ISDA have highlighted the sentence in the G20 commitments that makes less sense than some, namely “All standardized OTC derivative contracts should be traded on exchanges or electronic trading platforms, where appropriate, and cleared through central counterparties by end-2012 at the latest.”
For anyone involved in the OTC market for the past 10 years we’ve seen huge progress in building out new infrastructure such as the DTCC Trade Information Warehouse, the MarkitSERV combined confirmation platform, SwapClear, ICE and not least FpML has been through many versions of development.
FpML is the best representation of OTC products we have, and there is a certain amount of interoperability with FIX, enabling firms in other markets to communicate FpML within FIX where needed. And that brings me to the word “standardised”, and as ISDA points out, no-one has actually defined what the term means, or has a plan to do so.
You could argue that FpML has enough scope and usage that it self defines what a standard contract is – anything outside FpML has to be pretty unusual by now. ISDA also suggests liquidity could be part of the definition, but what’s really missing is any output from any G20 group on a process to create a definition of what “standardised” means, and especially in respect of cleared products.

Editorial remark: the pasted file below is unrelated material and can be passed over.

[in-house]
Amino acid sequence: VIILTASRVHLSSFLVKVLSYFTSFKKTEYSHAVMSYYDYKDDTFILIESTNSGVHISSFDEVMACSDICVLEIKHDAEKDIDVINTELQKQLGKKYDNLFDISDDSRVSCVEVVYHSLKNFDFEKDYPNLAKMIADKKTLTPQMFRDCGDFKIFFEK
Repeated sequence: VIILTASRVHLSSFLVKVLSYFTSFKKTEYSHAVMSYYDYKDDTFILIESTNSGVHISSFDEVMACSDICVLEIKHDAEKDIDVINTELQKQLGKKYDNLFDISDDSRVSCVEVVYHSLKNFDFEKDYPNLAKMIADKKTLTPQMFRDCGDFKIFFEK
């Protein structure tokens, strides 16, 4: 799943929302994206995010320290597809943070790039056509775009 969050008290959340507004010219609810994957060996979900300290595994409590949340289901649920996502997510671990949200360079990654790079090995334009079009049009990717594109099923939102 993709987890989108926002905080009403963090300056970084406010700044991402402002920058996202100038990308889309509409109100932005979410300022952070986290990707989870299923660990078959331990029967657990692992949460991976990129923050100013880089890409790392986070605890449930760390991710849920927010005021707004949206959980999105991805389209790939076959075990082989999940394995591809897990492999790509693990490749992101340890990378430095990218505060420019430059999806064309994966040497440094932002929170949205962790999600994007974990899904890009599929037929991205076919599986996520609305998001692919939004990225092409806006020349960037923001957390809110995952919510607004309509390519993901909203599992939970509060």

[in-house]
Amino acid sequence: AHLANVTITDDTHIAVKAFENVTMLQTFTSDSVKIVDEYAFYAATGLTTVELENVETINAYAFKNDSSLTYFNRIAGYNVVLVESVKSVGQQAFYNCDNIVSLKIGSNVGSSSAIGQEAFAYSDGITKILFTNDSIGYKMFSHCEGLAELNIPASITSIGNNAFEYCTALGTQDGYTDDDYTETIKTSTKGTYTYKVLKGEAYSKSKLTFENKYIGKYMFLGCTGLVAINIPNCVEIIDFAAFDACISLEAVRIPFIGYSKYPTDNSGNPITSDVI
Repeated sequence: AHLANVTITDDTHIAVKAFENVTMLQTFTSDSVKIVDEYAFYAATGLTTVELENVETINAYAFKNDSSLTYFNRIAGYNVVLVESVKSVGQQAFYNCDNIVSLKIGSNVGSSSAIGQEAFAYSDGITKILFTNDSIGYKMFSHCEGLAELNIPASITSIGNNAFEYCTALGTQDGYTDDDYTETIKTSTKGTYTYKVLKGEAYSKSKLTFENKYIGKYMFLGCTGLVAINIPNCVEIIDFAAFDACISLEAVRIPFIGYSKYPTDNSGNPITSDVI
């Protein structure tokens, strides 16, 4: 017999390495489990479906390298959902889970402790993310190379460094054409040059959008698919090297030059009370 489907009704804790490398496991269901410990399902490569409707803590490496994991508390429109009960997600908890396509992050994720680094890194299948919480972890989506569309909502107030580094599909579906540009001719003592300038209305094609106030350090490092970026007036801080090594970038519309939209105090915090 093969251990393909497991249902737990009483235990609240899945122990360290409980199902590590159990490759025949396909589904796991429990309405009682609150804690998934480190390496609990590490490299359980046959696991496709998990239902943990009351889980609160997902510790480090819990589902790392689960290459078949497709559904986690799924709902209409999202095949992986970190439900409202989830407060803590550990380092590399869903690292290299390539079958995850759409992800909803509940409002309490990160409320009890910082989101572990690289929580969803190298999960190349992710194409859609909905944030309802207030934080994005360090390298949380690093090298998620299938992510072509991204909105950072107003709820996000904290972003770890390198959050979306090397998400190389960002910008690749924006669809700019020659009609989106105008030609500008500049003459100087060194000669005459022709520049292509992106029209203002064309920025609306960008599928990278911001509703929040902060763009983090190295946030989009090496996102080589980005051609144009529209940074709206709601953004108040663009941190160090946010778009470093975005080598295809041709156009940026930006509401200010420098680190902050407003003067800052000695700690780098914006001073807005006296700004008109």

At the moment the de facto definition of “standard” is derived from the product coverage at SwapClear, ICE, CME, Eurex and SGX. If it’s not being cleared, it’s probably not “standard”, but yet Swaptions, Caps and Floors are common and regularly traded, but not yet cleared.
As I think everyone knows – the CCPs have their own approach to evaluating whether a product can be cleared – not least whether it is liquid, and can be traded in a default situation. My guess is that “standardised” will come to be synonymous with “cleared”, as the two seem to fit the same conceptual space – in which case the CFTC, SEC and ESMA will need to recognise they can’t mandate clearing for a ‘standard’ product, unless a CCP is willing to accept it in the first place.
And the interesting competitive aspect for CCPs, is that if one CCP can provide support for a product like an interest rate option, does that mean all the CCPs in the Rates space must do too, as that will then extend the scope of what’s “standard” in the eyes of the regulators?
Full ISDA commentary here.